The U.S. Export-Import Bank appears ready to resume business after a five-month hiatus.
The bank, which makes low-interest loans and loan guarantees to facilitate foreign purchases of American-made goods, would be reauthorized under a compromise federal highway bill unveiled this week.
The Ex-Im Bank's charter expired in late June amid opposition from some House Republicans, who alleged that the loans interfered with the free market.
Last month, however, the bank reauthorization was attached to the House version of the highway bill, and a conference committee included it in the final language unveiled this week.
The House is reportedly prepared to vote on the bill this week with the Senate to follow shortly thereafter.
The bank's loans overwhelmingly go to three industrial giants conducting business abroad: Boeing, Caterpillar and GE.
Critics pointed to those loans as evidence of "crony capitalism," but proponents noted that those companies support huge workforces and massive supply chains.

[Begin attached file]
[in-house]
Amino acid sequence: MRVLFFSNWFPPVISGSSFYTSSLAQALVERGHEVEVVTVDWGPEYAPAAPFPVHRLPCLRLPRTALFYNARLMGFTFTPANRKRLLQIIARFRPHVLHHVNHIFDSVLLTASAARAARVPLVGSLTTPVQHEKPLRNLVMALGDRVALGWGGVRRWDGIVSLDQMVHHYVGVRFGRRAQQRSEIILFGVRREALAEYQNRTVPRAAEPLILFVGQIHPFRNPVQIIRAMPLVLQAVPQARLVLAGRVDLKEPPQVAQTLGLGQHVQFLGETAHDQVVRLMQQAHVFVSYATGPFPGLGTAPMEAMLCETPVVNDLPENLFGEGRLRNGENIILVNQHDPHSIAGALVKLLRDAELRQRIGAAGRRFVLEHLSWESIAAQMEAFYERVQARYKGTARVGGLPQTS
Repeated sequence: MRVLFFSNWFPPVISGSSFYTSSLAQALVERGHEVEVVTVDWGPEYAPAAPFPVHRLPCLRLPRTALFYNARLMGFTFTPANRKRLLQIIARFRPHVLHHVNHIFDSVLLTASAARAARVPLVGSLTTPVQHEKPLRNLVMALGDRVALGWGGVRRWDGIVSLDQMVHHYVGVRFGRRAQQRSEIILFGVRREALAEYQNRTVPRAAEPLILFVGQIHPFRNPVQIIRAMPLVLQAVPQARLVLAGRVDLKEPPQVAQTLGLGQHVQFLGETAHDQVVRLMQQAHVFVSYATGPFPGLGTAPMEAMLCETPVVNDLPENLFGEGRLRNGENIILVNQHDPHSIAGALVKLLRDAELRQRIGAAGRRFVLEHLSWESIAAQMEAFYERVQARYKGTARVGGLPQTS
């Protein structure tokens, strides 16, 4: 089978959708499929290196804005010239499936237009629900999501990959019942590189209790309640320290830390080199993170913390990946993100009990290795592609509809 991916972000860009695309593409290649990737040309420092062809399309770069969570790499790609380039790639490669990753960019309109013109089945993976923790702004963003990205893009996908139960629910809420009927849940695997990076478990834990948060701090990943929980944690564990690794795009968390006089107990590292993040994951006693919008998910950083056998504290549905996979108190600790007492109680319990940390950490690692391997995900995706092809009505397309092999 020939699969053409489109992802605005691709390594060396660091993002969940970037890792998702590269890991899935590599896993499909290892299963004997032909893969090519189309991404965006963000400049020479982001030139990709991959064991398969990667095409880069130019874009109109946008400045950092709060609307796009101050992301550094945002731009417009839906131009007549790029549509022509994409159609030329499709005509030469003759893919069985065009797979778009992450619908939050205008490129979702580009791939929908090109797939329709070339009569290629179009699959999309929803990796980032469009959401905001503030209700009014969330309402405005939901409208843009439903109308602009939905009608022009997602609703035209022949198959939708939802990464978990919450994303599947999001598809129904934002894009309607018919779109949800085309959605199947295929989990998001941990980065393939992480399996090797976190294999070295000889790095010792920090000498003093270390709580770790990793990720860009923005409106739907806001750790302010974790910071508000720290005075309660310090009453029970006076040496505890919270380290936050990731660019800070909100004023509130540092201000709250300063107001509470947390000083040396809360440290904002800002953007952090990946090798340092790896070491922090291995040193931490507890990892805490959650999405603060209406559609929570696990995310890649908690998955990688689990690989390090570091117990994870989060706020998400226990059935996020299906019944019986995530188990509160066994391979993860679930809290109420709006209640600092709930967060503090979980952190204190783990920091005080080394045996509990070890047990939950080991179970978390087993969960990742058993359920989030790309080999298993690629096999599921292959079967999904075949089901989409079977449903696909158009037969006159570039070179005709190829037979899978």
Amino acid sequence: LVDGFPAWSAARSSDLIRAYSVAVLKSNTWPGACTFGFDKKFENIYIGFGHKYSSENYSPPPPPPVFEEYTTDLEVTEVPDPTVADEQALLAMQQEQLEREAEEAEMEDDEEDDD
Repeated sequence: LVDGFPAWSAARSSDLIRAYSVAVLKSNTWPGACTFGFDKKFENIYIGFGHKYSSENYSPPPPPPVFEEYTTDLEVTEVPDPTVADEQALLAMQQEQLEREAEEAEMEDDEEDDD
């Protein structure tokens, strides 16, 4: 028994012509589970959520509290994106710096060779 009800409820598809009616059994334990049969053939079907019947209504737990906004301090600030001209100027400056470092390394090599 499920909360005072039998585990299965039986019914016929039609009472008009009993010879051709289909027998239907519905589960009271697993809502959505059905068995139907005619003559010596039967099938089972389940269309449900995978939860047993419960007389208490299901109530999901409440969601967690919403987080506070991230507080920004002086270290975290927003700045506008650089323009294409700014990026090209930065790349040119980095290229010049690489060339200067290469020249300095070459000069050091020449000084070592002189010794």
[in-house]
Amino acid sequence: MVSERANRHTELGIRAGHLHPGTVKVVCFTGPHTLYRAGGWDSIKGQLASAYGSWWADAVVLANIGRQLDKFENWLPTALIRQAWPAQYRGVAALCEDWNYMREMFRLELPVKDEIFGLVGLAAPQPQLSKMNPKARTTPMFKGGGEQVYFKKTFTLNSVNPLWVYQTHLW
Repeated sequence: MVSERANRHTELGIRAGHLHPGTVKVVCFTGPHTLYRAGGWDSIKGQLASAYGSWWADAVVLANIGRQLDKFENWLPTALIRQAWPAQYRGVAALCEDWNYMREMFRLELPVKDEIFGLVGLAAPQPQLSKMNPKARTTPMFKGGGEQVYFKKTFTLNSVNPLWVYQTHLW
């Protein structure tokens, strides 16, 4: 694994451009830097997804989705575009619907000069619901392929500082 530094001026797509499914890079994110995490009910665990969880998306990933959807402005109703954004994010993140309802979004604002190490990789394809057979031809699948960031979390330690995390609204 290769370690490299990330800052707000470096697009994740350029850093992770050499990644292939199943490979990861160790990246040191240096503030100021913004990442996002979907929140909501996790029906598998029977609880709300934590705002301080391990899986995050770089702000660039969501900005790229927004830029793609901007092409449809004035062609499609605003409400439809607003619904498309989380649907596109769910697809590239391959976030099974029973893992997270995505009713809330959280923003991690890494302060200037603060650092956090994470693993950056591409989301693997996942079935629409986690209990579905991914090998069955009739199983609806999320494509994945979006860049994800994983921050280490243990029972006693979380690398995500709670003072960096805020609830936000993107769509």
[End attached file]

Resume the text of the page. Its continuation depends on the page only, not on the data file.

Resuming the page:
They also touted the billions in economic activity generated by the bank at no expense to taxpayers.
"Making it easier for companies — small, medium and large — to do business abroad will mean supporting good-paying, middle-class jobs back home," said Sen. Chuck Schumer, D-New York, this week.
Both Boeing and GE cited the Ex-Im Bank impasse when announcing U.S. job cuts in recent months.
Boeing said in August that it would cut hundreds of positions in its satellite division, while GE signaled that it would move hundreds of U.S. jobs to France and Canada.
“Without it, we cannot compete and our customers may be forced to select other providers,” GE Vice Chairman John Rice said in September.